I am traveling this week in India for the 13th CSI/IFPUG International Software Measurement & Analysis Conference: “Creating Value from Measurement”. Read more about it here. In the meantime, enjoy some classic content, and I’ll be back with new blog entries next week.

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The Software Process and Measurement Cast 433, an interview with Jeff Dalton is delayed. I had anticipated recording the introductory material for the interview with Jeff Dalton in my hotel room in Mumbai. However, the microphone broke during my flight to India and rather than shouting into the built-in microphone in my laptop I am working on alternate methods. I may be able to record using my cell phone. If the quality is acceptable, I will release the podcast early in the week. If not, we will skip a week and resume when I have access to my studio equipment. For now, I need to learn to pack better and to have a backup microphone while traveling!

Do you have suggestions for remote recording alternatives?

Mindset Book Cover
Today we review Chapter 6 in Carol Dweck’s Mindset: The New Psychology of Success (buy your copy and read along).  In Chapter 6, we explore the impact of mindsets on relationships.  While this chapter is focused primarily on personal relationships, we can also use the ideas in this chapter to hone relationships within teams and the broader business environment. We can see differences in how in our mindset affects how we deal with the ups and downs of relationships. While the trials and tribulations of more intimate relationships are important, our re-read will ultimately focus on how our knowledge of mindsets can be used in transformations and coaching.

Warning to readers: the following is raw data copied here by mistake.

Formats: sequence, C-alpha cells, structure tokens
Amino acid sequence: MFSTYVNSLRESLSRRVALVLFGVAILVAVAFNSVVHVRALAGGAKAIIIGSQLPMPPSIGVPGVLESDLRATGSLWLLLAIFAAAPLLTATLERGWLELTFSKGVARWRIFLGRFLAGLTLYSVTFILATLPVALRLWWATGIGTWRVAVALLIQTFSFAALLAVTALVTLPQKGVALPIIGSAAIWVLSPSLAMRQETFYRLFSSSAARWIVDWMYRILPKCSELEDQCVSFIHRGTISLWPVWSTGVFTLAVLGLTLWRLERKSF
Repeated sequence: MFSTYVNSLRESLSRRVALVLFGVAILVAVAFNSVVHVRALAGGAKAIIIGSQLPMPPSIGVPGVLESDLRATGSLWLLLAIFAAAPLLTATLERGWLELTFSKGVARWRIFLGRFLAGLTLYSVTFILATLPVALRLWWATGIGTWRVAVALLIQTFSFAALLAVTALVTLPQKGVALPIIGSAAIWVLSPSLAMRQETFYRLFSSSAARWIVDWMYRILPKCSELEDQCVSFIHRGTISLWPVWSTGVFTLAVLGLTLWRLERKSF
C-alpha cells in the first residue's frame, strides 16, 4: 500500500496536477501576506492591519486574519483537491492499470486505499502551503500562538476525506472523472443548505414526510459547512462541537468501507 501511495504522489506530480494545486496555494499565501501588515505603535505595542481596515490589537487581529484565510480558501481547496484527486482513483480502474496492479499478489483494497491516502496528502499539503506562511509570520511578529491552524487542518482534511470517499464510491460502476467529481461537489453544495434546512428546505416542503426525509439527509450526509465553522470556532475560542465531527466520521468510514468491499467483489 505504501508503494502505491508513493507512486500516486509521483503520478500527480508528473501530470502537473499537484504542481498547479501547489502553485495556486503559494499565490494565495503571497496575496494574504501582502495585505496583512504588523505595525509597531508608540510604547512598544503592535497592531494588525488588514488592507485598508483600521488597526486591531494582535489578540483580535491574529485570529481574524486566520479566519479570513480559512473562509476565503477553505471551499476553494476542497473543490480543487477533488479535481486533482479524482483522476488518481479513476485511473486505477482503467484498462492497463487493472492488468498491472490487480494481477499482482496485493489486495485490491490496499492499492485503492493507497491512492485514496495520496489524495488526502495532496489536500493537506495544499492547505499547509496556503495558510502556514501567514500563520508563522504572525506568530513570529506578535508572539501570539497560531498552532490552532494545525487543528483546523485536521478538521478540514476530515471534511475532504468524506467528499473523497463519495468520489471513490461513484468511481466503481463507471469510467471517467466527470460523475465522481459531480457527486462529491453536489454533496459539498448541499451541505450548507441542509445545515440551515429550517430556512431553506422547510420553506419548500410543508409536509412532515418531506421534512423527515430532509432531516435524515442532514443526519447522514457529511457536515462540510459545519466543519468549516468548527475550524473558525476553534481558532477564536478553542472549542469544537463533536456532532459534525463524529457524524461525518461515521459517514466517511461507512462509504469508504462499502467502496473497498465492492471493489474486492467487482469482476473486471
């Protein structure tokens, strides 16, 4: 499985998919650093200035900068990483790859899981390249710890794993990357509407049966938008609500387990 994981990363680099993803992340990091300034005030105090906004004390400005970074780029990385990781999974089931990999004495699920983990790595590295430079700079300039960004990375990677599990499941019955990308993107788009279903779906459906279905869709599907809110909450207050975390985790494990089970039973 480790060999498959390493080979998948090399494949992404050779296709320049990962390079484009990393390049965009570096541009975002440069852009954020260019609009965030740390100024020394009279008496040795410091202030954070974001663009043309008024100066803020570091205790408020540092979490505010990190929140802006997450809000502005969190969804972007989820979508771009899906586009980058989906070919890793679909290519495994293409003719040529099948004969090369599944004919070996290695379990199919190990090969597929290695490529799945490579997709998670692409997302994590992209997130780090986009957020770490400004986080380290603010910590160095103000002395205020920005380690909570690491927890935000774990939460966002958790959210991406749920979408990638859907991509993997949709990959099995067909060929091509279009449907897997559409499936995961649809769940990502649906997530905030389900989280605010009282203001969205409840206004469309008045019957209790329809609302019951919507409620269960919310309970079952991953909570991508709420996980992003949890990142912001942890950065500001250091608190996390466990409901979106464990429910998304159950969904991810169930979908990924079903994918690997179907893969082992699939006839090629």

A fixed mindset believes that performance stems from a set of fixed attributes.  Rejection is seen as a reflection of a personal flaw which sets a label (e.g. failure).  When those with a fixed mindset perceive they have a negative label, they will tend to lash out at those around them.  Because they are protecting their ego those with a fixed mindset begin plotting revenge in an attempt to repair their ego. People with a growth mindset will use the ups and downs of relationships as a feedback mechanism. When slights occur they will tend to forgive and move on.

All relationships are a complicated set of interrelated systems.  Making and maintaining relationships takes work. However as we have seen in previous chapters, those with a fixed mindset believe what does not come naturally has little value.  This perception causes those with a fixed mindset to abandon relationships that require work to establish or maintain.  

Another common issue in relationships where one or more partner has a fixed mindset is that assumption that both (or all for different groupings) are of one mind.  This assumption suppresses communication, putting further stress on the relationship and letting individuals ascribe motives to actions and comments that might not be true.